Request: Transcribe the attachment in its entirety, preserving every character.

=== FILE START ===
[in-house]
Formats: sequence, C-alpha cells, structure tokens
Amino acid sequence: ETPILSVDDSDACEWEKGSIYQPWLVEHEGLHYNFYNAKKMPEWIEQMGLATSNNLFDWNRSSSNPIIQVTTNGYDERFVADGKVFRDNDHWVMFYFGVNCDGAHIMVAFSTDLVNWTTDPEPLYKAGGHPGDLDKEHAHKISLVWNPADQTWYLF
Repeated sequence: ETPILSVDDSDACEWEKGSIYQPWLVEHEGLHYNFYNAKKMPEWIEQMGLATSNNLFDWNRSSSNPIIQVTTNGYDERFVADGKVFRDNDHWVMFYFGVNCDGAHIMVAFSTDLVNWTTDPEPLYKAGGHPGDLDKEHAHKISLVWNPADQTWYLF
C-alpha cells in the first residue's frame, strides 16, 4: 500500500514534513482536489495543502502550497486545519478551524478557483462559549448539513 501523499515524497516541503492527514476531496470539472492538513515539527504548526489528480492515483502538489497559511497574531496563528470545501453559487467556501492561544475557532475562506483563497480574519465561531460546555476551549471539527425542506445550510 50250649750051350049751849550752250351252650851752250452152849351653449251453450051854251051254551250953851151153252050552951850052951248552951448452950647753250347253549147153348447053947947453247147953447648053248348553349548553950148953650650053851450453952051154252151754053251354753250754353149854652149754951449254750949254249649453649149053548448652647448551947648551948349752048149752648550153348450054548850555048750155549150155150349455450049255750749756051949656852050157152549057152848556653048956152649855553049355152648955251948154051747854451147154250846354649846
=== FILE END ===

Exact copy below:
[in-house]
Formats: sequence, C-alpha cells, structure tokens
Amino acid sequence: ETPILSVDDSDACEWEKGSIYQPWLVEHEGLHYNFYNAKKMPEWIEQMGLATSNNLFDWNRSSSNPIIQVTTNGYDERFVADGKVFRDNDHWVMFYFGVNCDGAHIMVAFSTDLVNWTTDPEPLYKAGGHPGDLDKEHAHKISLVWNPADQTWYLF
Repeated sequence: ETPILSVDDSDACEWEKGSIYQPWLVEHEGLHYNFYNAKKMPEWIEQMGLATSNNLFDWNRSSSNPIIQVTTNGYDERFVADGKVFRDNDHWVMFYFGVNCDGAHIMVAFSTDLVNWTTDPEPLYKAGGHPGDLDKEHAHKISLVWNPADQTWYLF
C-alpha cells in the first residue's frame, strides 16, 4: 500500500514534513482536489495543502502550497486545519478551524478557483462559549448539513 501523499515524497516541503492527514476531496470539472492538513515539527504548526489528480492515483502538489497559511497574531496563528470545501453559487467556501492561544475557532475562506483563497480574519465561531460546555476551549471539527425542506445550510 50250649750051350049751849550752250351252650851752250452152849351653449251453450051854251051254551250953851151153252050552951850052951248552951448452950647753250347253549147153348447053947947453247147953447648053248348553349548553950148953650650053851450453952051154252151754053251354753250754353149854652149754951449254750949254249649453649149053548448652647448551947648551948349752048149752648550153348450054548850555048750155549150155150349455450049255750749756051949656852050157152549057152848556653048956152649855553049355152648955251948154051747854451147154250846354649846